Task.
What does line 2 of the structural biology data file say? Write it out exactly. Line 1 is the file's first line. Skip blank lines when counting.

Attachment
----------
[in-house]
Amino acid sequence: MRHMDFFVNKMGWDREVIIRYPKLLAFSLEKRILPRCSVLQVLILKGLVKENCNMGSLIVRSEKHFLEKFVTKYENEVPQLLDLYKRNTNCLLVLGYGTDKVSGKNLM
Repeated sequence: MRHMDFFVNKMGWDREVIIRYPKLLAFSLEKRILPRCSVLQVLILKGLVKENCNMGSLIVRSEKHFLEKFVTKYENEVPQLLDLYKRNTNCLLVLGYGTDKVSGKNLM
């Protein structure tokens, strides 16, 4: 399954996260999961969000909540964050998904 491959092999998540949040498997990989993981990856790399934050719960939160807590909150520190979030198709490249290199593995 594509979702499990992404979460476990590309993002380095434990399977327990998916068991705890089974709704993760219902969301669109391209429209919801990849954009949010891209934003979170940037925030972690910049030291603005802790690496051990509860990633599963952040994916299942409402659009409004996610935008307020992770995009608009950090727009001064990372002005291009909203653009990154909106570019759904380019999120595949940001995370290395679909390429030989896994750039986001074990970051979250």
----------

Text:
Amino acid sequence: MRHMDFFVNKMGWDREVIIRYPKLLAFSLEKRILPRCSVLQVLILKGLVKENCNMGSLIVRSEKHFLEKFVTKYENEVPQLLDLYKRNTNCLLVLGYGTDKVSGKNLM